The key, of course, is moderation. Too much of a good thing is still too much, and caffeine is no different. Figuring out how much is too much is a lot more complicated than figuring out how many aspirin to take, however. There are two reasons for this. First, people metabolize coffee and caffeine differently. Some are highly sensitive to caffeine while others seem to barely feel its effects. Even a small cup of coffee may cause problems for someone who is sensitive to caffeine, while a person who isn’t affected much by it may be able to drink several cups a day without feeling any ill effects at all.
More importantly, though, it’s nearly impossible to say exactly — or even roughly — how much caffeine is in “a cup of coffee.” It’s not just that cup sizes range widely. It’s that there are so many variables at play in making a cup of coffee, and each of them affects the amount of caffeine in the finished product. Just at a glance, the variable factors include:
– The original caffeine content of the coffee
Robusta generally has more caffeine than arabica, but there’s a lot more to it than that. There are dozens of arabica varieties, each with differing levels of caffeine and other nutrients. The growing conditions — which vary by geographical area, climate and specific weather conditions — all affect how much caffeine and other chemicals develop in the bean. In addition, different processing methods may preserve more caffeine in the bean than others.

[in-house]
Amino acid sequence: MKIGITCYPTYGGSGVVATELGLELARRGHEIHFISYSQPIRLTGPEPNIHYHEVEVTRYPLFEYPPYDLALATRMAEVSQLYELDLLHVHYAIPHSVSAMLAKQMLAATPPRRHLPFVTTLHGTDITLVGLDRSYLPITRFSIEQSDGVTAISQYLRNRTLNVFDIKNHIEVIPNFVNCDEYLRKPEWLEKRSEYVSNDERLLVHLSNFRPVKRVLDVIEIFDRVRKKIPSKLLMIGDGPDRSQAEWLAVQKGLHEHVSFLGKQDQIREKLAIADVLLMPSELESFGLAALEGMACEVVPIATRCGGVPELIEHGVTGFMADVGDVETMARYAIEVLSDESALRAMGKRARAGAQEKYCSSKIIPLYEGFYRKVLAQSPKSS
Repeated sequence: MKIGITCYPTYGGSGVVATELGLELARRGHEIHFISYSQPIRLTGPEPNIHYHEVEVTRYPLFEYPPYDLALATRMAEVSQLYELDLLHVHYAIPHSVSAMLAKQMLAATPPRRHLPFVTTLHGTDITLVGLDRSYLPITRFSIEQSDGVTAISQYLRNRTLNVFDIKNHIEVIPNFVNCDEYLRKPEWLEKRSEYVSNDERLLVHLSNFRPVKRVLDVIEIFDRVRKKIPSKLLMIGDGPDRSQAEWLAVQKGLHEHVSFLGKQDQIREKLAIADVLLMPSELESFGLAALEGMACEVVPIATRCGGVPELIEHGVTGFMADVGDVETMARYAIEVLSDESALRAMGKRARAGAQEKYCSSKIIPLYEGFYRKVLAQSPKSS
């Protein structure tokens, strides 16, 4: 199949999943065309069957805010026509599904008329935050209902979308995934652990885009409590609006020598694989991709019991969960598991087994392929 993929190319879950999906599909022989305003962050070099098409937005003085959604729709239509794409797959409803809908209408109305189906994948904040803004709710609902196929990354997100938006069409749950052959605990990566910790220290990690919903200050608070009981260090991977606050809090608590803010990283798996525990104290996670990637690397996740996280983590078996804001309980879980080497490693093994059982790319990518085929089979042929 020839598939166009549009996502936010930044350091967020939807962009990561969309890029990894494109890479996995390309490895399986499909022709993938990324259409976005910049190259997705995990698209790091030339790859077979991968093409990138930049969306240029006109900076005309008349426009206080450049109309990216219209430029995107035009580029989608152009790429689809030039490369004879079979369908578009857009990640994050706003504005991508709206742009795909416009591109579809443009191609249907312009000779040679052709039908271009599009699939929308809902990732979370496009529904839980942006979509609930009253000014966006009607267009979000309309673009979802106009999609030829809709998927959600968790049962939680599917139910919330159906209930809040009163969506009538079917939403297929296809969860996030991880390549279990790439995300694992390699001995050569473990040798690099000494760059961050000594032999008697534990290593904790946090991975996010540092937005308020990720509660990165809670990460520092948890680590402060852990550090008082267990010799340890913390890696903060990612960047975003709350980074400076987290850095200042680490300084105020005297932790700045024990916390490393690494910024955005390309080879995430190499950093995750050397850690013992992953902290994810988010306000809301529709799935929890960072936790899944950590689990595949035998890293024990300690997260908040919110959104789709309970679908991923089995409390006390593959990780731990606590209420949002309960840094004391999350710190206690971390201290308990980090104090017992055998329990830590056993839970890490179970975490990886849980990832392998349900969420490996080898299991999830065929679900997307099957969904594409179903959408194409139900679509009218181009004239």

– the roast level of the coffee
Contrary to what most people believe, darker roasts of coffee have less caffeine than lighter roasts. That’s because caffeine burns off as the beans roast.
– the preparation method
Some coffee methods produce coffee with more caffeine than others. That’s because coffee is a suluble chemical — that is, it is extracted by water and dissolves in water. The water temperature and amount of contact time between the coffee and water affect how much caffeine is extracted when you brew coffee.
– the amount of ground coffee used
Obviously, the more ground coffee you use to make a cup of coffee, the more caffeine will be in the cup. That’s why all the best “how much caffeine is in my …?” charts are, at best, guessing at the amount of caffeine you’re consuming when you drink a Starbucks Venti or a generic 8-oz generic cup of coffee.
So, if you can’t depend on the charts or the “typical” amounts of caffeine in various coffee products, how do you decide on a “sensible caffeine habit”?
The answer to that question is found in Agus’ Rule 1 for living a long, healthy life: Know yourself. In other words, pay attention to your body and its reactions to caffeine and use those reactions to judge how much is too much. If a particular brand of coffee leaves you jittery, don’t drink that brand. If drinking coffee after 2 p.m. guarantees that you’ll be awake until 2 a.m., don’t drink coffee after 2 p.m. Just pay attention to what your body is telling you and enjoy coffee as much as it allows.